Common name: Jackfruit tree, Jackfruit
You don’t need to see a ripe jackfruit to feel its presence around you, the delicious fragrance can spread many meters around the fruit. But the smell and taste of jackfruit is quite polarizing, you either love it or hate it.
Jackfruit is the national fruit of Bangladesh, and the state fruit of Kerala and Tamilnadu, the two southernmost states of India. Both states have an abundance of jackfruit trees, grown with much love in all houses that have enough space to have them.
Jackfruit trees can grow to a height of 20 meters with a smooth brown trunk that can have a diameter of about 80 cms. The leaves are broad, leathery and glossy, about 40 cms long, with well-defined smooth margins. In fact, they are so thick and sturdy that they were used to make conical spoons with which to eat rice gruel in olden days.
Just twist them into a cone, and use a small stick to pin the edges together – and you have a single-use, organic, disposable spoon. These conical cups are also used to steam ‘chakka ada’, a yummy, healthy snack made with rice flour, jackfruit pulp, jaggery and coconut.
The tree produces both male and female flowers, the male flowers falling away after pollination. Female flowers develop into big, rounded fruits that are about an inch in diameter initially, but later develop into the biggest fruits on planet Earth.
Jackfruits average around 15 kgs, but the largest one was 42.72 kgs! They can have a length of 80-100 cms and a diameter of 30-50 cms. Each tree can produce around 200 fruits, and each fruit can have 50-500 seeds inside, depending on the species. No wonder there are so many dishes that can be made with jackfruits. When they are in season, there is so much fruit around that you automatically find new recipes for it.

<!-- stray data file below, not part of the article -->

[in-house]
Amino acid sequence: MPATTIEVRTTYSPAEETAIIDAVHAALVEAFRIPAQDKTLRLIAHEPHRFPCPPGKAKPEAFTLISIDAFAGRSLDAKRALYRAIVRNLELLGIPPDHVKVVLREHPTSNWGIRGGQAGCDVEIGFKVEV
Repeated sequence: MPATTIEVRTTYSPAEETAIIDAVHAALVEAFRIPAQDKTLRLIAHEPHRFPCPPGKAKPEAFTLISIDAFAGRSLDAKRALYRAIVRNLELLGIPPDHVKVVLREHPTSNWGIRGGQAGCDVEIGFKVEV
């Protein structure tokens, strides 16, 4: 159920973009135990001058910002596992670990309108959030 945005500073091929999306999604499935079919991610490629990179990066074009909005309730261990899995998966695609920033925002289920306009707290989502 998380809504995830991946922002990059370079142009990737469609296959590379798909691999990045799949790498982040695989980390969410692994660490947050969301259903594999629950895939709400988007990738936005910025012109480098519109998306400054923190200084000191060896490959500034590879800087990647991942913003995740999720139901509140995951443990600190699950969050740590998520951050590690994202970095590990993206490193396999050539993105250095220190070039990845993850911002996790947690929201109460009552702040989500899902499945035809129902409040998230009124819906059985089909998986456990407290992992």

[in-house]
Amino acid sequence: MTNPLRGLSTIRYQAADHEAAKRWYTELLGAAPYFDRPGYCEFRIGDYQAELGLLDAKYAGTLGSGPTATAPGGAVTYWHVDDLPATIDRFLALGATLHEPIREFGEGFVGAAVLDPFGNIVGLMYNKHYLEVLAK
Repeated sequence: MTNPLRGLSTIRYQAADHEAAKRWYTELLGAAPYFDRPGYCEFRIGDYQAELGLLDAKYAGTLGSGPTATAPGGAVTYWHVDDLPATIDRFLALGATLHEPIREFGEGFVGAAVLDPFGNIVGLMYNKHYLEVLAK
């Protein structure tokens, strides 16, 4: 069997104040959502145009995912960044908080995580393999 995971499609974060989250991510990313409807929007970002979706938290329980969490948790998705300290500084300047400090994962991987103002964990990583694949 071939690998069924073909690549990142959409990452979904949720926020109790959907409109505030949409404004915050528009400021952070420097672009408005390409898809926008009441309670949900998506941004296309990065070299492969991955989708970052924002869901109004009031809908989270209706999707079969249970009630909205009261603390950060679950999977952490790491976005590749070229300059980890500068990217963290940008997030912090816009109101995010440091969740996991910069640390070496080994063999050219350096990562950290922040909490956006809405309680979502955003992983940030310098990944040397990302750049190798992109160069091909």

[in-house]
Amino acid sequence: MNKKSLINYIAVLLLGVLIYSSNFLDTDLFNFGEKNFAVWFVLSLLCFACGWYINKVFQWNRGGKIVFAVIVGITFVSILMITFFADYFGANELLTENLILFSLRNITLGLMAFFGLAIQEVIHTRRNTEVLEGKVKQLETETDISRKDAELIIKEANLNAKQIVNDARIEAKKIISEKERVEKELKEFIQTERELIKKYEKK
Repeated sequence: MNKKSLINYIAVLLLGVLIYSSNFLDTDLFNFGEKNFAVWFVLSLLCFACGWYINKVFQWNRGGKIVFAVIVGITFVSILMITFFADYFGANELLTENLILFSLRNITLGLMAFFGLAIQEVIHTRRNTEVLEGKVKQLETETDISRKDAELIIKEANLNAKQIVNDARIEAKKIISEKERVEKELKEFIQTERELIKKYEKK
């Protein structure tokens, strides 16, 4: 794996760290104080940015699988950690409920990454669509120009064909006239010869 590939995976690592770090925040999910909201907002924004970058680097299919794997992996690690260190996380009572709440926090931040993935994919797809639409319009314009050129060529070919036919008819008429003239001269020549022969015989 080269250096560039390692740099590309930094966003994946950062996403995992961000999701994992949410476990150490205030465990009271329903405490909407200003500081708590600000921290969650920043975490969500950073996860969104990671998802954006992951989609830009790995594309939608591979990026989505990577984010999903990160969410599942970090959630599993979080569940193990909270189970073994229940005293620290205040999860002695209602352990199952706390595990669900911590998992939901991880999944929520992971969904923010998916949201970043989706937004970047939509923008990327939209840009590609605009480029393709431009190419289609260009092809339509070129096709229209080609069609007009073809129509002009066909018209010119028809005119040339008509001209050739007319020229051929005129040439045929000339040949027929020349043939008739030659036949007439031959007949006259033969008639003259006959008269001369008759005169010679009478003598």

Jackfruit has a thick, leathery outer coating with spines which are more pointy in young fruits, but flatten out when the fruits ripen. The fruit has a thick white central core around which egg-shaped fruits are arranged, surrounded by narrow strands of fiber.
The egg-shaped, pulpy fruits are pulled out manually after cutting the jackfruit and removing the central core. The pulpy fruits contain a single large seed inside, that’s covered with a thin white film, and a brownish membranous layer around it. The seeds can be eaten after roasting or frying them. They are also used to make curries.
The stems, leaves and fruits contain a thick milky sap which is very difficult to remove, once you touch it. They can only be removed with oil or kerosene. So be careful to apply on your hands before cutting jackfruits.
The unripe fruits are used to make curries, or chips. They can also be dried and stored for later use. The ripe fruits are eaten raw, or used in salads, jams, candies or payasams. They are concentrated with jaggery to make jackfruit halwa, or made into a preserve that can be stored for months.
Most Indian and South east Asian countries have their own signature dishes made with jackfruits, which are available during the specific season. Jackfruit puree, juice and wine are also popular.
The timber of jackfruit tree is very strong and can be used for making furniture, doors, windows, musical instruments, wooden roof, flooring tiles, cabinets etc.
Propagation is through seeds, which can germinate in about a month. Grafting and layering also effective propagation methods.